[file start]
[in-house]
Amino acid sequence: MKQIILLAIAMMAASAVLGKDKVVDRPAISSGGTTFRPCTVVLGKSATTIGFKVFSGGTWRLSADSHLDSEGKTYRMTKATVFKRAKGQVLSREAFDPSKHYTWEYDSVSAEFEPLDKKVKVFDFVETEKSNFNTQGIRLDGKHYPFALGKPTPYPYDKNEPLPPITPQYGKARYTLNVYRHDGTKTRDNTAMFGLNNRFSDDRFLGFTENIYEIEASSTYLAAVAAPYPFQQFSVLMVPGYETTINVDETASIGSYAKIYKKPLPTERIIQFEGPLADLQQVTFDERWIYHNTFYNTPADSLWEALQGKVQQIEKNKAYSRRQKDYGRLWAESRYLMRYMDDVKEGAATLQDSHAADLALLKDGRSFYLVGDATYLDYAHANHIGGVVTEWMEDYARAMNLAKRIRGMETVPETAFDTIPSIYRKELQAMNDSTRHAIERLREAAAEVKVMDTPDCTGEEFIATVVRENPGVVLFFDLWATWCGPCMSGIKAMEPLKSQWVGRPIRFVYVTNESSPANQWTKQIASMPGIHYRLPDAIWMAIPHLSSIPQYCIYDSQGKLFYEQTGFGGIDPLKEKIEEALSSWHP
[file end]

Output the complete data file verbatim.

[in-house]
Amino acid sequence: MKQIILLAIAMMAASAVLGKDKVVDRPAISSGGTTFRPCTVVLGKSATTIGFKVFSGGTWRLSADSHLDSEGKTYRMTKATVFKRAKGQVLSREAFDPSKHYTWEYDSVSAEFEPLDKKVKVFDFVETEKSNFNTQGIRLDGKHYPFALGKPTPYPYDKNEPLPPITPQYGKARYTLNVYRHDGTKTRDNTAMFGLNNRFSDDRFLGFTENIYEIEASSTYLAAVAAPYPFQQFSVLMVPGYETTINVDETASIGSYAKIYKKPLPTERIIQFEGPLADLQQVTFDERWIYHNTFYNTPADSLWEALQGKVQQIEKNKAYSRRQKDYGRLWAESRYLMRYMDDVKEGAATLQDSHAADLALLKDGRSFYLVGDATYLDYAHANHIGGVVTEWMEDYARAMNLAKRIRGMETVPETAFDTIPSIYRKELQAMNDSTRHAIERLREAAAEVKVMDTPDCTGEEFIATVVRENPGVVLFFDLWATWCGPCMSGIKAMEPLKSQWVGRPIRFVYVTNESSPANQWTKQIASMPGIHYRLPDAIWMAIPHLSSIPQYCIYDSQGKLFYEQTGFGGIDPLKEKIEEALSSWHP